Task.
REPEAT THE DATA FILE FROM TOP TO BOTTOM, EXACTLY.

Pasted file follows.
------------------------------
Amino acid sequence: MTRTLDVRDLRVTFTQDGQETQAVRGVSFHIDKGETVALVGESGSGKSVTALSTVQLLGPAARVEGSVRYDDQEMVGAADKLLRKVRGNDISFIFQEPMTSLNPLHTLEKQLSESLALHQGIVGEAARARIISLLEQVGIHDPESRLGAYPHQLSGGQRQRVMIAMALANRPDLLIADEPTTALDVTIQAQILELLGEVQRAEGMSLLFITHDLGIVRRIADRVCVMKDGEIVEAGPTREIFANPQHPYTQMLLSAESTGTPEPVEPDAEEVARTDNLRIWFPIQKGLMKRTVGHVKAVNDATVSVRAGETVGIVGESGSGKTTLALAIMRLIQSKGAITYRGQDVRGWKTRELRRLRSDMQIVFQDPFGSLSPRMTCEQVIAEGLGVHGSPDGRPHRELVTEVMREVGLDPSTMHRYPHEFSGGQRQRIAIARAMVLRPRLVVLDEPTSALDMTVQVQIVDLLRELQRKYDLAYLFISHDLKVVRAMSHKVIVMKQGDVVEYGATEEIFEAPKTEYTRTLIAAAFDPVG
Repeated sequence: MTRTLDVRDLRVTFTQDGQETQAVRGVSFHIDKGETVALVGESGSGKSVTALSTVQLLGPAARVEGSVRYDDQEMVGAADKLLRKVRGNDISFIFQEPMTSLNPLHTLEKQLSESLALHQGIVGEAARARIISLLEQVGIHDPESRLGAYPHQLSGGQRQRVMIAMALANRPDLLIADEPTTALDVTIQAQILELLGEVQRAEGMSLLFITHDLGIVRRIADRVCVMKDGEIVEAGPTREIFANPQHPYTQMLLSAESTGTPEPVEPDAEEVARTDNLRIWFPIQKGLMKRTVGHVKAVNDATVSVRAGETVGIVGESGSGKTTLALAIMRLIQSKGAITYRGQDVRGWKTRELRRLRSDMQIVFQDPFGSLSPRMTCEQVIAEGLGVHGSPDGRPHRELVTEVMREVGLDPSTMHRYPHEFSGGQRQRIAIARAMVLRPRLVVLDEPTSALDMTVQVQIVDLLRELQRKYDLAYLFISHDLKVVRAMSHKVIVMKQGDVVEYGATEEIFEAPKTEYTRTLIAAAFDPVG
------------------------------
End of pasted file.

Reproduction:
Amino acid sequence: MTRTLDVRDLRVTFTQDGQETQAVRGVSFHIDKGETVALVGESGSGKSVTALSTVQLLGPAARVEGSVRYDDQEMVGAADKLLRKVRGNDISFIFQEPMTSLNPLHTLEKQLSESLALHQGIVGEAARARIISLLEQVGIHDPESRLGAYPHQLSGGQRQRVMIAMALANRPDLLIADEPTTALDVTIQAQILELLGEVQRAEGMSLLFITHDLGIVRRIADRVCVMKDGEIVEAGPTREIFANPQHPYTQMLLSAESTGTPEPVEPDAEEVARTDNLRIWFPIQKGLMKRTVGHVKAVNDATVSVRAGETVGIVGESGSGKTTLALAIMRLIQSKGAITYRGQDVRGWKTRELRRLRSDMQIVFQDPFGSLSPRMTCEQVIAEGLGVHGSPDGRPHRELVTEVMREVGLDPSTMHRYPHEFSGGQRQRIAIARAMVLRPRLVVLDEPTSALDMTVQVQIVDLLRELQRKYDLAYLFISHDLKVVRAMSHKVIVMKQGDVVEYGATEEIFEAPKTEYTRTLIAAAFDPVG
Repeated sequence: MTRTLDVRDLRVTFTQDGQETQAVRGVSFHIDKGETVALVGESGSGKSVTALSTVQLLGPAARVEGSVRYDDQEMVGAADKLLRKVRGNDISFIFQEPMTSLNPLHTLEKQLSESLALHQGIVGEAARARIISLLEQVGIHDPESRLGAYPHQLSGGQRQRVMIAMALANRPDLLIADEPTTALDVTIQAQILELLGEVQRAEGMSLLFITHDLGIVRRIADRVCVMKDGEIVEAGPTREIFANPQHPYTQMLLSAESTGTPEPVEPDAEEVARTDNLRIWFPIQKGLMKRTVGHVKAVNDATVSVRAGETVGIVGESGSGKTTLALAIMRLIQSKGAITYRGQDVRGWKTRELRRLRSDMQIVFQDPFGSLSPRMTCEQVIAEGLGVHGSPDGRPHRELVTEVMREVGLDPSTMHRYPHEFSGGQRQRIAIARAMVLRPRLVVLDEPTSALDMTVQVQIVDLLRELQRKYDLAYLFISHDLKVVRAMSHKVIVMKQGDVVEYGATEEIFEAPKTEYTRTLIAAAFDPVG